“To now have the opportunity for Canada to be only the second country to have an astronaut go on a lunar mission — this is extraordinary.”
It’s also the product of a tremendous amount of hard work and investment, said Western University professor Gordon Osinski, director of the school’s Institute for Earth and Space Exploration.
Osinski spent the bulk of last week in Houston, taking part in simulated spacewalks to better learn and understand how best to conduct the geological work future astronauts will be required to do on the lunar surface.
While that research isn’t directly related to Artemis, it’s bound to be a key factor down the road as the ultimate mission continues to evolve into something that will bear little resemblance to its Apollo ancestors.
“I can do field geology on Earth with a Star Trek-like instrument that tells me the chemistry of a rock. It wasn’t even imagined 50 years ago,” Osinski said.
“So as we progress in the whole Artemis program, I think you’ll really see 21st-century space exploration like we might imagine from Star Trek and things.”
Even now, Osinski is still incredulous that Canada managed to secure a spot on Artemis II — and he credits everything from the country’s geographical and economic ties with the U.S. to the ongoing work of the Canadian astronaut corps.
Then there’s the Canadarm, the articulated remote manipulators that became a fixture of Space Shuttle and International Space Station missions and a point of national pride for countless Canadians of a certain age.
“The U.S. has let go and said, ‘OK, Canada, we trust you enough that we’ll literally put the lives of our astronauts in your hand,”’ Osinski said.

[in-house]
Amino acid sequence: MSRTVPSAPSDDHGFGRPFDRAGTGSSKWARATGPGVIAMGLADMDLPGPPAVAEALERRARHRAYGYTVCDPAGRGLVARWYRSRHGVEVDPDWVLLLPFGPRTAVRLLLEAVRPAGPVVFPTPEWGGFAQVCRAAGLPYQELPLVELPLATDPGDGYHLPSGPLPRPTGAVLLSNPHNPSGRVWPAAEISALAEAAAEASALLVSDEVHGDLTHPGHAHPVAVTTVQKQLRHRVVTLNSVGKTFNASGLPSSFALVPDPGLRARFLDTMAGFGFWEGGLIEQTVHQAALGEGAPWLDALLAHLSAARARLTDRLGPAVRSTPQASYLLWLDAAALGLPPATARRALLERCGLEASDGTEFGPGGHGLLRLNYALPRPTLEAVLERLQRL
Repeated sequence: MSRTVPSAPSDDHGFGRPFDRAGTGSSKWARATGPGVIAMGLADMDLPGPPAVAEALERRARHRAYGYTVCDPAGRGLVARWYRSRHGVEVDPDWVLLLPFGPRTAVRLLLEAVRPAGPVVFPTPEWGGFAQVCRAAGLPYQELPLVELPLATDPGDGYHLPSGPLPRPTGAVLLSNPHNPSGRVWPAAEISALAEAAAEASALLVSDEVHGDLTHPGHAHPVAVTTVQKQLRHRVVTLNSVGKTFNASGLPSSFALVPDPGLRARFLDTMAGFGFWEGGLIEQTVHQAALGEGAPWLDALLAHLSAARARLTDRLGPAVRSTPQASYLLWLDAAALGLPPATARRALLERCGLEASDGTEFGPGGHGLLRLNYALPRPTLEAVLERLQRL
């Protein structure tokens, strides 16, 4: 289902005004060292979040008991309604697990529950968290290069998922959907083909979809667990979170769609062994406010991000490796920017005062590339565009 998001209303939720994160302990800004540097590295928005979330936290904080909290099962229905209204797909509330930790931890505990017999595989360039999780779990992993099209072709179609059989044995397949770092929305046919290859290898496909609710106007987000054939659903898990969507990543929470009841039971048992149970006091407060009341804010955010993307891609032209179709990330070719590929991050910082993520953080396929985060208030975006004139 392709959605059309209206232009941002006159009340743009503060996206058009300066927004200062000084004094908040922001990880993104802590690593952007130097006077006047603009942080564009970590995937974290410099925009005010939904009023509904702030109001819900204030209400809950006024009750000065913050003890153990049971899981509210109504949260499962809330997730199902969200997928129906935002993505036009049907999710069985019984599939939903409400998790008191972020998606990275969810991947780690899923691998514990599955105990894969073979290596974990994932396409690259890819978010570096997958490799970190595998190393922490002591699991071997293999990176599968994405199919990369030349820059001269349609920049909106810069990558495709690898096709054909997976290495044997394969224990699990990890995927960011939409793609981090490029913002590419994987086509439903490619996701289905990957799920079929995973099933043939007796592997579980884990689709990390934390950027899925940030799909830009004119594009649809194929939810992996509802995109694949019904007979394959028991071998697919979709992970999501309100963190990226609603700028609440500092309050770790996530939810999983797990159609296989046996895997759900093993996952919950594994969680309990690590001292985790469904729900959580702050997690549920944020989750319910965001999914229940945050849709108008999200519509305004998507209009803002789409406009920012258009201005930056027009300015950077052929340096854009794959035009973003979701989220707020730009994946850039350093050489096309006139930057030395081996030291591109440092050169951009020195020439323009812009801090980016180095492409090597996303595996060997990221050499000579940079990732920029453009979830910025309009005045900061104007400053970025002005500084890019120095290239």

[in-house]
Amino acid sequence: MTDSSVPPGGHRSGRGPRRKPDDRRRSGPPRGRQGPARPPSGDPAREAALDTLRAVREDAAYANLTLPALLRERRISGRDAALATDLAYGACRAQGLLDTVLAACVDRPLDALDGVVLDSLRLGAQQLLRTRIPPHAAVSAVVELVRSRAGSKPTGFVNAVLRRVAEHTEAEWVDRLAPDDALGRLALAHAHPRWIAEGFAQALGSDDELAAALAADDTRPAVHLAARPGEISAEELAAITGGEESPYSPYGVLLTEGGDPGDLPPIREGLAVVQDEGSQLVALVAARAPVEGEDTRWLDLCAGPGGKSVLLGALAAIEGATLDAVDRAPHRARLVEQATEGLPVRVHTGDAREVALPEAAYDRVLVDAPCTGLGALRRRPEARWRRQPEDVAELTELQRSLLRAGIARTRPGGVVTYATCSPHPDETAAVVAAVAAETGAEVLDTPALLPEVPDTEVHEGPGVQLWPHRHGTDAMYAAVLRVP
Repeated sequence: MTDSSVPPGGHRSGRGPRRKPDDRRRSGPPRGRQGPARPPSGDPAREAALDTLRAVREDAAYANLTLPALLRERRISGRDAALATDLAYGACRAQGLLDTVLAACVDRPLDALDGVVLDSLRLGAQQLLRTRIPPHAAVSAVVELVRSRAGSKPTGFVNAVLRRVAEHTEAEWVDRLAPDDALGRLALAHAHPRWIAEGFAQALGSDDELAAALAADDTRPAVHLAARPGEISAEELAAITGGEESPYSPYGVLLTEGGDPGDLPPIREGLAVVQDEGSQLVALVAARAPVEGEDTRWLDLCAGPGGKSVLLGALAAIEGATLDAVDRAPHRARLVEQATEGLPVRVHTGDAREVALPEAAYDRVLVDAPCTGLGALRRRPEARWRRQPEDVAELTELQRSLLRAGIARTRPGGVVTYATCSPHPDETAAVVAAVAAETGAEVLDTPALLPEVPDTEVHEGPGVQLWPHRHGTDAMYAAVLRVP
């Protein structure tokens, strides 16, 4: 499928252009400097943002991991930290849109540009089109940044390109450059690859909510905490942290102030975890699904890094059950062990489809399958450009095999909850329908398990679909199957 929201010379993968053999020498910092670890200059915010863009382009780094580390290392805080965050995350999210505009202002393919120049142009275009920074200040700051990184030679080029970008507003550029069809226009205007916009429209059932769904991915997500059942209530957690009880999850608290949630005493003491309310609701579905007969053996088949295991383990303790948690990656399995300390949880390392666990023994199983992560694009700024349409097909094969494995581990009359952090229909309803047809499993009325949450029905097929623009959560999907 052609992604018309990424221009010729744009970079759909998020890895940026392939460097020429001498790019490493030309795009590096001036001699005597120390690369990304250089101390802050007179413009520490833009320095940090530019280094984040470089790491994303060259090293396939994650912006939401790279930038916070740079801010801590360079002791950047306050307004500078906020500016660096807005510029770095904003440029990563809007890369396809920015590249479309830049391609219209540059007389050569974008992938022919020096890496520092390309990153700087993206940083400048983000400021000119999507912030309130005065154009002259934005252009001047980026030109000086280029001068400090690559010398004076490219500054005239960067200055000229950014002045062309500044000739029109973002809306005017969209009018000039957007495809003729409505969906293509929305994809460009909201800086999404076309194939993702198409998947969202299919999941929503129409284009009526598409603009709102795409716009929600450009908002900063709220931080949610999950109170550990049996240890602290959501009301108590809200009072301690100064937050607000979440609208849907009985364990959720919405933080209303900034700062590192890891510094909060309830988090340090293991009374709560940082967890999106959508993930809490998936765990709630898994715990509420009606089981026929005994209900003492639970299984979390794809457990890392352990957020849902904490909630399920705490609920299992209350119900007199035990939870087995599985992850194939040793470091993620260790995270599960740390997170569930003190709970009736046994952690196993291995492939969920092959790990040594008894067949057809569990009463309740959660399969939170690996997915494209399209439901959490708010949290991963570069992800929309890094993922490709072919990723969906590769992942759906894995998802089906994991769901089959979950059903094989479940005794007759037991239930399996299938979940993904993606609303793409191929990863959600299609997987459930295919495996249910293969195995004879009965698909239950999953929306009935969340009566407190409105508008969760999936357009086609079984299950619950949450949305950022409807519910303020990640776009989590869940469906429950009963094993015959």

“So that trust maybe goes a long way to explain how we did it.”
The plan is to put a man and woman on the moon in 2025 in service of the ultimate goal: eventually dispatching astronauts to Mars. And Canada is expected to play a critical role going forward.
“We’re going back to the moon. The moon, that’s a big thing,” Innovation Minister Francois-Philippe Champagne said last week.
“This is Canada on the world stage, doing big things.”
That, ultimately, could be Artemis II’s biggest legacy for Canada: inspiring the next generation of astronauts in much the same way that Apollo did all those years ago.
This time, though, the visuals will be spectacular.
“As much as we get excited about robots and the Canadarm and things, having a personal experience in that could be a huge moment and a big milestone for the Canadian space program,” Osinski said.
“There’s just something about having an astronaut do that.”
This report by The Canadian Press was first published April 2, 2023.